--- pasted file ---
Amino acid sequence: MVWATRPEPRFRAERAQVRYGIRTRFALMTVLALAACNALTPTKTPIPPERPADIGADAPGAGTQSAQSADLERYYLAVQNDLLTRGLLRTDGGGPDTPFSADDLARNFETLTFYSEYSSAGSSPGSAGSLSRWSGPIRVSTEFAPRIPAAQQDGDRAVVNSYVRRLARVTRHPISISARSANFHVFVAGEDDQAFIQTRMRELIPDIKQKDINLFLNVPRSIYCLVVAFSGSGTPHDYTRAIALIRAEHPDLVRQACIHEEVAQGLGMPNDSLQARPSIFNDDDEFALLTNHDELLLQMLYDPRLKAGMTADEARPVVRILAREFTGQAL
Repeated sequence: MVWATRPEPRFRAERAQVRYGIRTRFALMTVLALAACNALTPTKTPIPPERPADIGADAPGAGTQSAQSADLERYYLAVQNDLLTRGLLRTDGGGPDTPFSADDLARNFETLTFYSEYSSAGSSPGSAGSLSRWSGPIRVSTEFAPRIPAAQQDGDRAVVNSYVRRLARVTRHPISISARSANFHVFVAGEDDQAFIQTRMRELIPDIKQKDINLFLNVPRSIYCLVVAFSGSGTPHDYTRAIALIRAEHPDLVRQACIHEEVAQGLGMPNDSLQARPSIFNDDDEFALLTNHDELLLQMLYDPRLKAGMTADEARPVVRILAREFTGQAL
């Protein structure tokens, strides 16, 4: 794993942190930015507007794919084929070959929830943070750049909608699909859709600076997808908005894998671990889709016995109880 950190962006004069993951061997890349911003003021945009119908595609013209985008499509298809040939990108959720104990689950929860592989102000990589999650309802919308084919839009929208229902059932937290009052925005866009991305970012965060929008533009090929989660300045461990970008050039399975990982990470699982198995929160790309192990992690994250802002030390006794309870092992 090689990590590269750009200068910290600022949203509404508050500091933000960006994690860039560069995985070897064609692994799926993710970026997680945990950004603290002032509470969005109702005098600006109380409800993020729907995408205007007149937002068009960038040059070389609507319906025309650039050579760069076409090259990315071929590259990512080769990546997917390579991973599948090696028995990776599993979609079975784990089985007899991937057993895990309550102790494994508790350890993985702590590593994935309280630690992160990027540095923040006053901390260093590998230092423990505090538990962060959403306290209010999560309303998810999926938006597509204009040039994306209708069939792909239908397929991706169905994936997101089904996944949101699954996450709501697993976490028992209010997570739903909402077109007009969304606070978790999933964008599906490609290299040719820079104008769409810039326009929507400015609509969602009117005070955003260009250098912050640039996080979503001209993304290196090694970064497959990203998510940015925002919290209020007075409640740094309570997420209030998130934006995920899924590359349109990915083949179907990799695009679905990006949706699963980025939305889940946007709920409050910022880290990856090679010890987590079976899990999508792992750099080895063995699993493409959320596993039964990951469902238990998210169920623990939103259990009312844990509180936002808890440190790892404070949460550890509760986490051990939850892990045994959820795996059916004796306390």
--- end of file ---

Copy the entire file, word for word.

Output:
Amino acid sequence: MVWATRPEPRFRAERAQVRYGIRTRFALMTVLALAACNALTPTKTPIPPERPADIGADAPGAGTQSAQSADLERYYLAVQNDLLTRGLLRTDGGGPDTPFSADDLARNFETLTFYSEYSSAGSSPGSAGSLSRWSGPIRVSTEFAPRIPAAQQDGDRAVVNSYVRRLARVTRHPISISARSANFHVFVAGEDDQAFIQTRMRELIPDIKQKDINLFLNVPRSIYCLVVAFSGSGTPHDYTRAIALIRAEHPDLVRQACIHEEVAQGLGMPNDSLQARPSIFNDDDEFALLTNHDELLLQMLYDPRLKAGMTADEARPVVRILAREFTGQAL
Repeated sequence: MVWATRPEPRFRAERAQVRYGIRTRFALMTVLALAACNALTPTKTPIPPERPADIGADAPGAGTQSAQSADLERYYLAVQNDLLTRGLLRTDGGGPDTPFSADDLARNFETLTFYSEYSSAGSSPGSAGSLSRWSGPIRVSTEFAPRIPAAQQDGDRAVVNSYVRRLARVTRHPISISARSANFHVFVAGEDDQAFIQTRMRELIPDIKQKDINLFLNVPRSIYCLVVAFSGSGTPHDYTRAIALIRAEHPDLVRQACIHEEVAQGLGMPNDSLQARPSIFNDDDEFALLTNHDELLLQMLYDPRLKAGMTADEARPVVRILAREFTGQAL
């Protein structure tokens, strides 16, 4: 794993942190930015507007794919084929070959929830943070750049909608699909859709600076997808908005894998671990889709016995109880 950190962006004069993951061997890349911003003021945009119908595609013209985008499509298809040939990108959720104990689950929860592989102000990589999650309802919308084919839009929208229902059932937290009052925005866009991305970012965060929008533009090929989660300045461990970008050039399975990982990470699982198995929160790309192990992690994250802002030390006794309870092992 090689990590590269750009200068910290600022949203509404508050500091933000960006994690860039560069995985070897064609692994799926993710970026997680945990950004603290002032509470969005109702005098600006109380409800993020729907995408205007007149937002068009960038040059070389609507319906025309650039050579760069076409090259990315071929590259990512080769990546997917390579991973599948090696028995990776599993979609079975784990089985007899991937057993895990309550102790494994508790350890993985702590590593994935309280630690992160990027540095923040006053901390260093590998230092423990505090538990962060959403306290209010999560309303998810999926938006597509204009040039994306209708069939792909239908397929991706169905994936997101089904996944949101699954996450709501697993976490028992209010997570739903909402077109007009969304606070978790999933964008599906490609290299040719820079104008769409810039326009929507400015609509969602009117005070955003260009250098912050640039996080979503001209993304290196090694970064497959990203998510940015925002919290209020007075409640740094309570997420209030998130934006995920899924590359349109990915083949179907990799695009679905990006949706699963980025939305889940946007709920409050910022880290990856090679010890987590079976899990999508792992750099080895063995699993493409959320596993039964990951469902238990998210169920623990939103259990009312844990509180936002808890440190790892404070949460550890509760986490051990939850892990045994959820795996059916004796306390």